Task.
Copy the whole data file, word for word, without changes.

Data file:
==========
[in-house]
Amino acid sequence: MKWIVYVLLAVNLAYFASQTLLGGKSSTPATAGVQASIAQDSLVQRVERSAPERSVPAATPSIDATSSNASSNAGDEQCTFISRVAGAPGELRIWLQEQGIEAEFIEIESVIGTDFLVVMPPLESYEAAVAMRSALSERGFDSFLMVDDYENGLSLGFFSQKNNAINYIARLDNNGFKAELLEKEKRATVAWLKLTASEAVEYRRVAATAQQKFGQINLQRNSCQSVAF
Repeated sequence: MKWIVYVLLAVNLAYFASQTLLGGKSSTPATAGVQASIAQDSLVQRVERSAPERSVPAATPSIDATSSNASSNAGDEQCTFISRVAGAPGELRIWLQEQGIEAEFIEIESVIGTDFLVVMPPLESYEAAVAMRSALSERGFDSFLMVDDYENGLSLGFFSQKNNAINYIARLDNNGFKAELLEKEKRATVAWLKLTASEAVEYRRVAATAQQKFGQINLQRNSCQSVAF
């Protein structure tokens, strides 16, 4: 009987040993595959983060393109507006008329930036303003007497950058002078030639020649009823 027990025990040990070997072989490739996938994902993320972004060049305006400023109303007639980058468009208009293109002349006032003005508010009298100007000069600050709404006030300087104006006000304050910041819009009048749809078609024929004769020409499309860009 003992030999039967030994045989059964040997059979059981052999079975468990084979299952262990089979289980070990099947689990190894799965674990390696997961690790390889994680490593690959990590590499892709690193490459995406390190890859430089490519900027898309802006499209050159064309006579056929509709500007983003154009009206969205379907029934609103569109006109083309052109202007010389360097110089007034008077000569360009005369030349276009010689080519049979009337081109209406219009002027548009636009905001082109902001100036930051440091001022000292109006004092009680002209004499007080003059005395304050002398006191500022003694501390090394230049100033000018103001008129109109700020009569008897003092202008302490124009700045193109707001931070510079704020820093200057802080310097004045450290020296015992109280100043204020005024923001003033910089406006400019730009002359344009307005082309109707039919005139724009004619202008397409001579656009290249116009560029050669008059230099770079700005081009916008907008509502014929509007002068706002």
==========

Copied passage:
[in-house]
Amino acid sequence: MKWIVYVLLAVNLAYFASQTLLGGKSSTPATAGVQASIAQDSLVQRVERSAPERSVPAATPSIDATSSNASSNAGDEQCTFISRVAGAPGELRIWLQEQGIEAEFIEIESVIGTDFLVVMPPLESYEAAVAMRSALSERGFDSFLMVDDYENGLSLGFFSQKNNAINYIARLDNNGFKAELLEKEKRATVAWLKLTASEAVEYRRVAATAQQKFGQINLQRNSCQSVAF
Repeated sequence: MKWIVYVLLAVNLAYFASQTLLGGKSSTPATAGVQASIAQDSLVQRVERSAPERSVPAATPSIDATSSNASSNAGDEQCTFISRVAGAPGELRIWLQEQGIEAEFIEIESVIGTDFLVVMPPLESYEAAVAMRSALSERGFDSFLMVDDYENGLSLGFFSQKNNAINYIARLDNNGFKAELLEKEKRATVAWLKLTASEAVEYRRVAATAQQKFGQINLQRNSCQSVAF
């Protein structure tokens, strides 16, 4: 009987040993595959983060393109507006008329930036303003007497950058002078030639020649009823 027990025990040990070997072989490739996938994902993320972004060049305006400023109303007639980058468009208009293109002349006032003005508010009298100007000069600050709404006030300087104006006000304050910041819009009048749809078609024929004769020409499309860009 003992030999039967030994045989059964040997059979059981052999079975468990084979299952262990089979289980070990099947689990190894799965674990390696997961690790390889994680490593690959990590590499892709690193490459995406390190890859430089490519900027898309802006499209050159064309006579056929509709500007983003154009009206969205379907029934609103569109006109083309052109202007010389360097110089007034008077000569360009005369030349276009010689080519049979009337081109209406219009002027548009636009905001082109902001100036930051440091001022000292109006004092009680002209004499007080003059005395304050002398006191500022003694501390090394230049100033000018103001008129109109700020009569008897003092202008302490124009700045193109707001931070510079704020820093200057802080310097004045450290020296015992109280100043204020005024923001003033910089406006400019730009002359344009307005082309109707039919005139724009004619202008397409001579656009290249116009560029050669008059230099770079700005081009916008907008509502014929509007002068706002």